Applause given to Goodell for his final legislative breakfast

OBSERVER Photo by Gregory Bacon Editor John D’Agostino, left, moderates the Chautauqua County Chamber’s State Legislative Breakfast Friday, where Assemblyman Andy Goodell, center, and state Sen. George Borrello answer questions from the audience.

MAYVILLE – For 14 years, Assemblyman Andrew Goodell has been attending the Chautauqua County Chamber’s annual state legislative breakfast, where he and the area state senator answer questions regarding state government.

Friday was Goodell’s last time.

He and state Sen. George Borrello attended the annual breakfast, held at Chautauqua Suites in Mayville. The event was moderated by John D’Agostino, editor of The Post-Journal, OBSERVER and Times Observer newspaper in Warren, Pa.

Like previous breakfasts, much of the time was spent criticizing state government. Goodell and Borrello, both Republicans, were also heavily critical of the Democratic leadership, which runs all three branches of government in the state.

“What has happened is the policies in New York City … kind of stayed in New York City. Now with one party ruling the state, with the Republicans losing the state Senate back in 2018, those policies have now spread everywhere,” Borrello said. “The bottom line is this, most New Yorkers feel the quality of life has declined, and that’s according to a recent Siena poll. Most New Yorkers believe that New York is no longer affordable to be in the state.”

Goodell believes the Democratic Party is struggling with infighting, as the Democratic Socialists of America gained ground in New York City. He separates the party into three groups.

“You have the more moderate upstate Democrats, You have the traditional liberal downstate Democrats, and you have the ‘liberal, liberal’ Democrats,” he said.

Goodell believes that because the Democratic Socialists have been winning primaries, the older New York City Democrats have moved politically to the left, which has caused tension with moderate upstate Democrats.

Some of the hot topics include bail reform, the cost of housing, and sanctuary state policies regarding immigration. Goodell predicts these issues will move the state more to the right ideologically.

“There’s a backlash. It’s that backlash that’s moving the state more toward what Upstaters have been saying for a long time. It’s a very slow process, but it’s occurring,” he said.

Borrello believes many of these policies held by Socialist Democrats are unpopular, which is why he noted they are being enacted through the state budget. “They (Democrats) don’t want to have to debate and vote on controversial policies. They want to provide cover for legislators to not have to vote on controversial topics,” he said.

Borrello admitted this is not something only Democrats have done. He noted that George Pataki, a Republican, used the budget to pass unpopular policies, when he was governor.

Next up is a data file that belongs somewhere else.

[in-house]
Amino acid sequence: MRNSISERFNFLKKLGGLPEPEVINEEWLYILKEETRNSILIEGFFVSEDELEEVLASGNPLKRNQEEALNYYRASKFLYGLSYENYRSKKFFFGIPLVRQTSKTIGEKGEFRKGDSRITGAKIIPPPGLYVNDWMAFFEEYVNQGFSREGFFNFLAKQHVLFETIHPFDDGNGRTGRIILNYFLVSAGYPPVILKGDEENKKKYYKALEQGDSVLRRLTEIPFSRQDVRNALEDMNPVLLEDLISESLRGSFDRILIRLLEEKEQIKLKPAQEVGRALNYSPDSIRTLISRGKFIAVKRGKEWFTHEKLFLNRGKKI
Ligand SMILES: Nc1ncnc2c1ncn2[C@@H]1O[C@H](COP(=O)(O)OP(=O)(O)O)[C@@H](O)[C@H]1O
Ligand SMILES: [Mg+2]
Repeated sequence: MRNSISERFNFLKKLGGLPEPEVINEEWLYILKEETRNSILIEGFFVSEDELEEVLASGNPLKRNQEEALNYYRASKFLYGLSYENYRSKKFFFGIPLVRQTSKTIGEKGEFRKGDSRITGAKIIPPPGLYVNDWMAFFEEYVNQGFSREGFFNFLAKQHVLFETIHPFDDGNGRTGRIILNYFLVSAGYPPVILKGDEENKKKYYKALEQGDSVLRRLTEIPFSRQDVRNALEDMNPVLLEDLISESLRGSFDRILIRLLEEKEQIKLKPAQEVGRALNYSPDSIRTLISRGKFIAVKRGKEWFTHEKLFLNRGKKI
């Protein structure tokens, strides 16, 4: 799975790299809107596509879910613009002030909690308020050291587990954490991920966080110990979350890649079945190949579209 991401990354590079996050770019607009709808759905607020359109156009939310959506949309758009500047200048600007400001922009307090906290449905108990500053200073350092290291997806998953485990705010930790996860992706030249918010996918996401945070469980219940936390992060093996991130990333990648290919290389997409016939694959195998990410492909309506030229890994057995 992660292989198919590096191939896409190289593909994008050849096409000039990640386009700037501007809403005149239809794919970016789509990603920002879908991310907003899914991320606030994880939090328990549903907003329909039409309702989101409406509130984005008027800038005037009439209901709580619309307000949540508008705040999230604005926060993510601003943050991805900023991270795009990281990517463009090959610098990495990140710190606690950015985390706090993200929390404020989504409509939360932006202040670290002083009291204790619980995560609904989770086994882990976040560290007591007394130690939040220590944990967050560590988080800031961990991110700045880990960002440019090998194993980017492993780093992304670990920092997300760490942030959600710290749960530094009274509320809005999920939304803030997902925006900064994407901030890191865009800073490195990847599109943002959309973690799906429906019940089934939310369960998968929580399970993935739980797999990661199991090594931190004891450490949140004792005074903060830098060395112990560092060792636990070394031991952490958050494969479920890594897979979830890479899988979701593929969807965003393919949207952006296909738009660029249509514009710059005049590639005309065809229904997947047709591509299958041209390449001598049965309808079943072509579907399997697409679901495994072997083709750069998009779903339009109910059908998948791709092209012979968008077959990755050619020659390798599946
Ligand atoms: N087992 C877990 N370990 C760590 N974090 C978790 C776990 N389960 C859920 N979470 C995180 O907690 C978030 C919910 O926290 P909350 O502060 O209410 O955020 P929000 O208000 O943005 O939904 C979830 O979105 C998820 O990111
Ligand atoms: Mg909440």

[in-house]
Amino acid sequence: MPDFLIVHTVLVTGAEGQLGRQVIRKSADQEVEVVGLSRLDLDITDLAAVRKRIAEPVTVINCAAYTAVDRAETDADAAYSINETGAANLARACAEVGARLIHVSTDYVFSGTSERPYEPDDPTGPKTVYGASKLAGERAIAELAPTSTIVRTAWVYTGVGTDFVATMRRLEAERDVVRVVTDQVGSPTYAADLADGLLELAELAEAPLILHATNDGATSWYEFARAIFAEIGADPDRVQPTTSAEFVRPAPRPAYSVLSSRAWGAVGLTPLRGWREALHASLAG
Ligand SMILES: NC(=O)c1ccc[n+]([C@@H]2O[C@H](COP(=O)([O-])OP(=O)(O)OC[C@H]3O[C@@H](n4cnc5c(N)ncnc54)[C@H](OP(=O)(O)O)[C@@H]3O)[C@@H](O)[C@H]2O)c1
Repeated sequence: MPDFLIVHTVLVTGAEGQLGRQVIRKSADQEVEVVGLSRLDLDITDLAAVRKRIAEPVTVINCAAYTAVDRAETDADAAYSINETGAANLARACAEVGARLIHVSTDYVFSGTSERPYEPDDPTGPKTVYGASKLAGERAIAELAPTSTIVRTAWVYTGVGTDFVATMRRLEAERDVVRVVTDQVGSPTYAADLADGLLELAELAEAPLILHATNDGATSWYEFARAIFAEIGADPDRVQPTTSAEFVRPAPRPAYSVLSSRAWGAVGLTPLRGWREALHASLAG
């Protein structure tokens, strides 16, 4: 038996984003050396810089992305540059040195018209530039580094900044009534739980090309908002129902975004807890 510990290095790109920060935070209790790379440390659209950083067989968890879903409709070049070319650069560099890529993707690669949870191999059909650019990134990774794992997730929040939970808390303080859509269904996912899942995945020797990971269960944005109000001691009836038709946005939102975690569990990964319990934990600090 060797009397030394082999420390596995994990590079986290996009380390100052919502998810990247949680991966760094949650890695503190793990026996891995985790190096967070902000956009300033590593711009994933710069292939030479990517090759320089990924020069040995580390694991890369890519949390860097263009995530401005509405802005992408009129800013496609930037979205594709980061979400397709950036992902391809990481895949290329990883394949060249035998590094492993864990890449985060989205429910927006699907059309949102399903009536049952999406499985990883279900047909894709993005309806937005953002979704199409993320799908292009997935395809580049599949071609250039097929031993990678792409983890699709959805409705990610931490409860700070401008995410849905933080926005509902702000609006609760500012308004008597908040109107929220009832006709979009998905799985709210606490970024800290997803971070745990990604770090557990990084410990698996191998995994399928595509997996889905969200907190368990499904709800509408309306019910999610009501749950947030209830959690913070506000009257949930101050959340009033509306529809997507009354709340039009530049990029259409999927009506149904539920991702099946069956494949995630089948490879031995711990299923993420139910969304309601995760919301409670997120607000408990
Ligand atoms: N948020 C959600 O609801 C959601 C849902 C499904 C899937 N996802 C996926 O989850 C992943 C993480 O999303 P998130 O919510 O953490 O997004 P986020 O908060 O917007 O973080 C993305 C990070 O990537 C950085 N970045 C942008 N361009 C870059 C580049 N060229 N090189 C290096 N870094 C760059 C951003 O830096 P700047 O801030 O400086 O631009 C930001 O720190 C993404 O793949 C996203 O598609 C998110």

He said he is a co-sponsor of a bill to remove policy from the state budget, along with a Democratic senator from the Bronx, and a number of other state leaders.

“We all agree that policy shouldn’t be in the budget,” he said.


Borrello noted that Gov. Kathy Hochul has agreed to follow the formula the state legislature put in place in regards to funding schools, something former Gov. Andrew Cuomo didn’t do. But Borrello was upset that Hochul attempted to remove the “hold harmless” clause, which allows schools to get the same funding level when population drops.

He also criticized Hochul for trying to cut the hold harmless clause while at the same time spending $2.4 billion for the migrant crisis in New York City. “How do you tell schools we’re not going to give you money to educate your kids, when you’re giving billions and billions of dollars to New York City and literally doing nothing to stop the influx?” he said.

Goodell said the state too often spends money to fix problems, rather than fix the reasons for the problems. He noted that a lot of schools are facing a drop in enrollment, but the state continues to fund smaller districts instead of pushing schools to operate more efficiently, including merging districts.

Borrello agreed. “If the state wanted school consolidation, they could do it tomorrow, but they don’t because of the politics,” he said.


There were a number of other topics Goodell and Borrello addressed as well. Some included:

– Wetlands in Chautauqua Lake. Both Goodell and Borrello said they believe there’s a lot of “mis-information” out there, but they said they will continue to monitor the situation.

– Wind turbines in Lake Erie. Both lawmakers believe it’s too dangerous and not profitable to put wind turbines in fresh water. They believe it’s being proposed more for optics than anything else.

– Phasing out of natural gas. Goodell complimented National Grid, which was one of the sponsors of the breakfast, but added that in a windstorm, he doesn’t lose gas, like he does with electricity. Borrello feels that too much electricity is being imported to the state and that electricity being generated elsewhere is often made from dirtier power plants than what was used in Chautauqua County, including the former NRG plant in Dunkirk.

– Crime. Borrello continues to criticize the cashless bail system and argued that any changes Hochul has made is simply “smoke and mirrors.”

– Brooks-TLC Hospital. Goodell said they continue to work behind the scenes to get the state to release the funds to build a new more efficient hospital in Northern Chautauqua County. He said studies have shown a new hospital will save the state $1 million a month alone.

In closing, Goodell thanked the Chamber for sponsoring the annual breakfast and thanked the members for their support during his time in Albany.

“I am so lucky to represent the best county in the state of New York,” he said to a standing ovation.


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